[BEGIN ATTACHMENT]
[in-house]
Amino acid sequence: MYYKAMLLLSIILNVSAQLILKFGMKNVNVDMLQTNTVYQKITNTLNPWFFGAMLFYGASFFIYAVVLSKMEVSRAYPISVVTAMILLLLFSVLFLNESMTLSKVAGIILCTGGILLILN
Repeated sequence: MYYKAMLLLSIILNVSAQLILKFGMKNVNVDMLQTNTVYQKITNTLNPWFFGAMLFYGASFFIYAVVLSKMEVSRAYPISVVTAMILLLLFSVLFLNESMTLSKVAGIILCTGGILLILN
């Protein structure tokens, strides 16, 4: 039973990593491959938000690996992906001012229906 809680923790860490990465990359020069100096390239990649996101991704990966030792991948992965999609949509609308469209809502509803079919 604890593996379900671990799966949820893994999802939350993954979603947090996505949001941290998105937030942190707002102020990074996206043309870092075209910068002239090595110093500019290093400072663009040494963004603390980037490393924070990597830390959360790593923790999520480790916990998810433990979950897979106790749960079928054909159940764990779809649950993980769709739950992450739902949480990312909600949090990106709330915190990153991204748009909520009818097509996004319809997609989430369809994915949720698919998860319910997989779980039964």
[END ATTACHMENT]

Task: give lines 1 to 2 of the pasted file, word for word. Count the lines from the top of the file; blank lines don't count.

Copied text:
[in-house]
Amino acid sequence: MYYKAMLLLSIILNVSAQLILKFGMKNVNVDMLQTNTVYQKITNTLNPWFFGAMLFYGASFFIYAVVLSKMEVSRAYPISVVTAMILLLLFSVLFLNESMTLSKVAGIILCTGGILLILN